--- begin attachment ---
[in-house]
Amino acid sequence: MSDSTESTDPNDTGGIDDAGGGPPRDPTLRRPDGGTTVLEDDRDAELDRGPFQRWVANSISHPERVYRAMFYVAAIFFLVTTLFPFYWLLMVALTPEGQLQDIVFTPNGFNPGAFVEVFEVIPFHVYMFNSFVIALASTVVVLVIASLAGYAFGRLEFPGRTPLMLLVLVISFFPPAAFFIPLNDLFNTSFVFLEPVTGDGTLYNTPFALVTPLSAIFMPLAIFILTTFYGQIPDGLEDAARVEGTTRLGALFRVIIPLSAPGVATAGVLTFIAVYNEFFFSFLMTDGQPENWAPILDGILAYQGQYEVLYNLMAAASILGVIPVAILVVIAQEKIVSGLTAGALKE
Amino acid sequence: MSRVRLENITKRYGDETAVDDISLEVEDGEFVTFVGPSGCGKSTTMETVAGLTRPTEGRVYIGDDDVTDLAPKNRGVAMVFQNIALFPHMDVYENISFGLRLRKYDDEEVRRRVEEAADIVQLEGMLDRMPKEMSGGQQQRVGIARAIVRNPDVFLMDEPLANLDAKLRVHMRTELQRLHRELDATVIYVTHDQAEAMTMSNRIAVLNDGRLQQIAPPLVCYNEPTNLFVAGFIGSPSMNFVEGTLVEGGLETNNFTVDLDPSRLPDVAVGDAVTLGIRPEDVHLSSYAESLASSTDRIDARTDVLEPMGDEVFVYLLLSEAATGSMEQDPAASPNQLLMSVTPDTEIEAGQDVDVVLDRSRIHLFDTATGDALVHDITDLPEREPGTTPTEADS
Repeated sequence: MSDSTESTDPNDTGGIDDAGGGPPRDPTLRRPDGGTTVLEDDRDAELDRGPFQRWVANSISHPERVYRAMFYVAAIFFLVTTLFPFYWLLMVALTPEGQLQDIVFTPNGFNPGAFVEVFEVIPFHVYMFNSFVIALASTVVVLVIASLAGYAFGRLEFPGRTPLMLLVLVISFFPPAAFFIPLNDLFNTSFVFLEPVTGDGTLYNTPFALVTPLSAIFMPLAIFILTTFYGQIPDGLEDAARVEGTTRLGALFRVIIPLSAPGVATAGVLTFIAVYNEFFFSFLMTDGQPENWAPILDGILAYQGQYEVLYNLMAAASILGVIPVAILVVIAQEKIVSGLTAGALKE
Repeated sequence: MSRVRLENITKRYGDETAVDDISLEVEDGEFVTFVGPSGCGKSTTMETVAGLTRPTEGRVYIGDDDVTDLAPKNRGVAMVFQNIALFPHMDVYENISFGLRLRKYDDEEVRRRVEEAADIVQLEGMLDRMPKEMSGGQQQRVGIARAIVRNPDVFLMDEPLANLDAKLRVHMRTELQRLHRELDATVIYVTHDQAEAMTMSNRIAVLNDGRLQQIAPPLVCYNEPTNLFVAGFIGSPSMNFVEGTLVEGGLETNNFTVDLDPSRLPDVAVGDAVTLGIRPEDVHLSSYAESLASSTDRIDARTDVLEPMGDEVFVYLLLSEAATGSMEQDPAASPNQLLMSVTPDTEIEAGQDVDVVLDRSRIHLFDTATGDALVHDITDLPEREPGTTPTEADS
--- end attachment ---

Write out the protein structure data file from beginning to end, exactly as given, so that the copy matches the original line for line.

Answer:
[in-house]
Amino acid sequence: MSDSTESTDPNDTGGIDDAGGGPPRDPTLRRPDGGTTVLEDDRDAELDRGPFQRWVANSISHPERVYRAMFYVAAIFFLVTTLFPFYWLLMVALTPEGQLQDIVFTPNGFNPGAFVEVFEVIPFHVYMFNSFVIALASTVVVLVIASLAGYAFGRLEFPGRTPLMLLVLVISFFPPAAFFIPLNDLFNTSFVFLEPVTGDGTLYNTPFALVTPLSAIFMPLAIFILTTFYGQIPDGLEDAARVEGTTRLGALFRVIIPLSAPGVATAGVLTFIAVYNEFFFSFLMTDGQPENWAPILDGILAYQGQYEVLYNLMAAASILGVIPVAILVVIAQEKIVSGLTAGALKE
Amino acid sequence: MSRVRLENITKRYGDETAVDDISLEVEDGEFVTFVGPSGCGKSTTMETVAGLTRPTEGRVYIGDDDVTDLAPKNRGVAMVFQNIALFPHMDVYENISFGLRLRKYDDEEVRRRVEEAADIVQLEGMLDRMPKEMSGGQQQRVGIARAIVRNPDVFLMDEPLANLDAKLRVHMRTELQRLHRELDATVIYVTHDQAEAMTMSNRIAVLNDGRLQQIAPPLVCYNEPTNLFVAGFIGSPSMNFVEGTLVEGGLETNNFTVDLDPSRLPDVAVGDAVTLGIRPEDVHLSSYAESLASSTDRIDARTDVLEPMGDEVFVYLLLSEAATGSMEQDPAASPNQLLMSVTPDTEIEAGQDVDVVLDRSRIHLFDTATGDALVHDITDLPEREPGTTPTEADS
Repeated sequence: MSDSTESTDPNDTGGIDDAGGGPPRDPTLRRPDGGTTVLEDDRDAELDRGPFQRWVANSISHPERVYRAMFYVAAIFFLVTTLFPFYWLLMVALTPEGQLQDIVFTPNGFNPGAFVEVFEVIPFHVYMFNSFVIALASTVVVLVIASLAGYAFGRLEFPGRTPLMLLVLVISFFPPAAFFIPLNDLFNTSFVFLEPVTGDGTLYNTPFALVTPLSAIFMPLAIFILTTFYGQIPDGLEDAARVEGTTRLGALFRVIIPLSAPGVATAGVLTFIAVYNEFFFSFLMTDGQPENWAPILDGILAYQGQYEVLYNLMAAASILGVIPVAILVVIAQEKIVSGLTAGALKE
Repeated sequence: MSRVRLENITKRYGDETAVDDISLEVEDGEFVTFVGPSGCGKSTTMETVAGLTRPTEGRVYIGDDDVTDLAPKNRGVAMVFQNIALFPHMDVYENISFGLRLRKYDDEEVRRRVEEAADIVQLEGMLDRMPKEMSGGQQQRVGIARAIVRNPDVFLMDEPLANLDAKLRVHMRTELQRLHRELDATVIYVTHDQAEAMTMSNRIAVLNDGRLQQIAPPLVCYNEPTNLFVAGFIGSPSMNFVEGTLVEGGLETNNFTVDLDPSRLPDVAVGDAVTLGIRPEDVHLSSYAESLASSTDRIDARTDVLEPMGDEVFVYLLLSEAATGSMEQDPAASPNQLLMSVTPDTEIEAGQDVDVVLDRSRIHLFDTATGDALVHDITDLPEREPGTTPTEADS